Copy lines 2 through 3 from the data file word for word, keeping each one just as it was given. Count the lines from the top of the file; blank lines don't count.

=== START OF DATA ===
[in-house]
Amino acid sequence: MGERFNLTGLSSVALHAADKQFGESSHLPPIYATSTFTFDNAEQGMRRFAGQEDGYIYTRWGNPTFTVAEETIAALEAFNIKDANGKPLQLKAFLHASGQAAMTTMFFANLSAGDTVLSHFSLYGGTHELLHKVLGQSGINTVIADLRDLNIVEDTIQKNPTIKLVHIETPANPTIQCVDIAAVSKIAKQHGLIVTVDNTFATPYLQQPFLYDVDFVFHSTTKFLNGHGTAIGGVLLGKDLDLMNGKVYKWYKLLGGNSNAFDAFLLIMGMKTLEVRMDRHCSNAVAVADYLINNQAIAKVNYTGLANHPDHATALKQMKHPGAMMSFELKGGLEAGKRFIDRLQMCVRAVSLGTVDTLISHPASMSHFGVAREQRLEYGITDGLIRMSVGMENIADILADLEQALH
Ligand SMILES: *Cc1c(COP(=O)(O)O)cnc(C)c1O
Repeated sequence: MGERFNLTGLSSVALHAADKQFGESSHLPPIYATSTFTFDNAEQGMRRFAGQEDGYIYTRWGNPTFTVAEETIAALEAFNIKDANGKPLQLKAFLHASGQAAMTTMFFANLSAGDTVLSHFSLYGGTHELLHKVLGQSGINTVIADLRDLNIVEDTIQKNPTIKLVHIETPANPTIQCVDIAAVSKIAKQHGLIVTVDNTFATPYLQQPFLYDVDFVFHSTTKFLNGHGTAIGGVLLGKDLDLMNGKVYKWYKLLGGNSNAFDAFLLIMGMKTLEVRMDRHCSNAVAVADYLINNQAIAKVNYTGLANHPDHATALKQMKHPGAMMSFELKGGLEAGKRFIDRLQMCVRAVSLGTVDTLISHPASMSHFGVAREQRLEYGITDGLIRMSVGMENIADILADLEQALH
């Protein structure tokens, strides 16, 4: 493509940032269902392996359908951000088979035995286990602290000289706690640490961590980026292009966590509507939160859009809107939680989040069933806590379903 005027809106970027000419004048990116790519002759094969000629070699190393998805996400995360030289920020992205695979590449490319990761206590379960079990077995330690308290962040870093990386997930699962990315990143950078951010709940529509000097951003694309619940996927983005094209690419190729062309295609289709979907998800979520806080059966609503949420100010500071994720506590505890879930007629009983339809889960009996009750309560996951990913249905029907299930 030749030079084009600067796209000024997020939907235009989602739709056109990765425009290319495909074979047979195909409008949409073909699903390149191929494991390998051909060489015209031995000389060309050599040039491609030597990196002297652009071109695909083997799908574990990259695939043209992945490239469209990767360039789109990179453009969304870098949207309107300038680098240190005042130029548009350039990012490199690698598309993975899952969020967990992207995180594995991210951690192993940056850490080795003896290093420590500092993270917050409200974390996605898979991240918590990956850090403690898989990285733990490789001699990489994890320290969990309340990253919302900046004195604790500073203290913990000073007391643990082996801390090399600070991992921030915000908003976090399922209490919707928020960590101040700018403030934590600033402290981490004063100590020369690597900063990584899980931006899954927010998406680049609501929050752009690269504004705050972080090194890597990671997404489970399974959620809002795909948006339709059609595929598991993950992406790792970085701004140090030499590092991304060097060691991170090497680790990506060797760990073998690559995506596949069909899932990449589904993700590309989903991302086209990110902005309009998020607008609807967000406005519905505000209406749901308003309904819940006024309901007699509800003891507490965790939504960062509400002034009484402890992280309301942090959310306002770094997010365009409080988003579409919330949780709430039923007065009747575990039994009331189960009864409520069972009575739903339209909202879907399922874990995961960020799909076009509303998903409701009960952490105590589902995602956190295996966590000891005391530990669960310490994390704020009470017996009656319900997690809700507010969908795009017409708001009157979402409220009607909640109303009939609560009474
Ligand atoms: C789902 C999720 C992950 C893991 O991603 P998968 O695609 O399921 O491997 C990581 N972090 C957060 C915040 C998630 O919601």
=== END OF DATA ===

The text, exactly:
Amino acid sequence: MGERFNLTGLSSVALHAADKQFGESSHLPPIYATSTFTFDNAEQGMRRFAGQEDGYIYTRWGNPTFTVAEETIAALEAFNIKDANGKPLQLKAFLHASGQAAMTTMFFANLSAGDTVLSHFSLYGGTHELLHKVLGQSGINTVIADLRDLNIVEDTIQKNPTIKLVHIETPANPTIQCVDIAAVSKIAKQHGLIVTVDNTFATPYLQQPFLYDVDFVFHSTTKFLNGHGTAIGGVLLGKDLDLMNGKVYKWYKLLGGNSNAFDAFLLIMGMKTLEVRMDRHCSNAVAVADYLINNQAIAKVNYTGLANHPDHATALKQMKHPGAMMSFELKGGLEAGKRFIDRLQMCVRAVSLGTVDTLISHPASMSHFGVAREQRLEYGITDGLIRMSVGMENIADILADLEQALH
Ligand SMILES: *Cc1c(COP(=O)(O)O)cnc(C)c1O